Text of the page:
Soaring costs mean England’s early years providers are ‘in crisis’

England’s nurseries, pre-schools and childminders say that rising costs and a lack of funding are putting ‘unsustainable pressure’ on the early years sector.

A survey by the Early Years Alliance found that an overwhelming number of providers – around 89 per cent – have either put up or are planning to increase their fees, by as much as eight per cent, this year.

Over 1,100 responses were received from early years providers over a two-week period in January, with almost seven in ten (69 per cent) saying to either increase or bring in new charges for optional extras, such as meals and trips. Tellingly, this is more than double the number who said they were planning to do so in a similar survey carried out in 2019.

Over a third of pre-schools, nurseries and childminders also said there was a good chance that rising costs would force the closure of their setting within the next year, with a quarter describing this as ‘somewhat likely’ and almost nine per cent saying it was ‘very likely’.

‘Nurseries face an impossible choice’

Neil Leitch, CEO of the Early Years Alliance, said it was clear that the early sector was ‘in crisis’.

“As our survey findings clearly show, current levels of government funding are nowhere near enough to support the delivery of affordable, sustainable quality care and education. As a result, nurseries, pre-schools and childminders are being left with an impossible choice: substantially increase fees for parents and carers or go out of business altogether,” he said.

“With inflation still sky-high, and the national living wage set to increase by record levels in just a couple of months, this situation is only going to get worse unless the government takes urgent action. Enough is enough. Providers deserve better, parents deserve better and, crucially, children deserve better.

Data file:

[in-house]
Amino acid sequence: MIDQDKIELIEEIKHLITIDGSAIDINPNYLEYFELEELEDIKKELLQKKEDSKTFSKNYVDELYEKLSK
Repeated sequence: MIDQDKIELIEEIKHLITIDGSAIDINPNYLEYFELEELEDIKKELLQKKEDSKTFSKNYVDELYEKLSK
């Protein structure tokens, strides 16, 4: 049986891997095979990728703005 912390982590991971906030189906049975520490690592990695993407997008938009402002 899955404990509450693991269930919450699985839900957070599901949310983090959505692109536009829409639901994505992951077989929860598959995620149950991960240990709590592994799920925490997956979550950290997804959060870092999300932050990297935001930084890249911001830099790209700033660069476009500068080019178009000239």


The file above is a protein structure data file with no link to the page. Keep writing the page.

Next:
“It is vital, therefore, that the upcoming Spring Budget includes a clear plan for the future of early education and childcare in this country, underpinned by the substantial additional investment needed to ensure the sustainability of the early years. The sector simply won’t survive anything less.”

The Government has recently published a report, The Best Start for Life: a progress report on delivering the Vision, which reports on its work to improve services and resources for the ‘1001 critical days’  – the period of a child’s life up until the age of two.

‘I do not want to pass on the costs to parents’

Andrea Leadsom, the Government’s Early Years Adviser, says in the report that joined up services that deliver the best start for every baby should be a core part of the ‘universal offering’ of education and good health.

This year, she said, would be the time to roll out its vision further, and families will ‘begin to see a difference in the level of support for them’. For nurseries and other providers, the Government will also work closely with service providers to ensure broad support across the early years and family sector.

The worrying situation is perhaps best summed up with the feedback in the report from this childcare provider:

For the first time since the setting opened, we are at risk of closure. I cannot keep paying my staff an appropriate wage when I have to balance increasing bills. I do not want to pass all the costs onto parents, and fear that if I do then their children will not attend so the end result will be the same.

“I do not understand how any business can be expected to support such a huge percentage increase in salaries. The other options are to reduce how much we spend on food and resources which goes against everything I believe in and the purpose of running the pre-school.”

Author: Simon Weedy

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